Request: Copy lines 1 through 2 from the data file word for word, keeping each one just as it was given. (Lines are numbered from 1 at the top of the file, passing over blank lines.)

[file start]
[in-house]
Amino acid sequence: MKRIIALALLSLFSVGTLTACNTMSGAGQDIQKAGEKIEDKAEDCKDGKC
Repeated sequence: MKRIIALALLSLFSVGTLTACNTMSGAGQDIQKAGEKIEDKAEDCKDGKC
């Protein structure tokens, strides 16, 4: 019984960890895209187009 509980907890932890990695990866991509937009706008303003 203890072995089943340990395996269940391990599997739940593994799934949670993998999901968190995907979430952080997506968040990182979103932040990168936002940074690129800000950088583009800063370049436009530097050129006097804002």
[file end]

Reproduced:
[in-house]
Amino acid sequence: MKRIIALALLSLFSVGTLTACNTMSGAGQDIQKAGEKIEDKAEDCKDGKC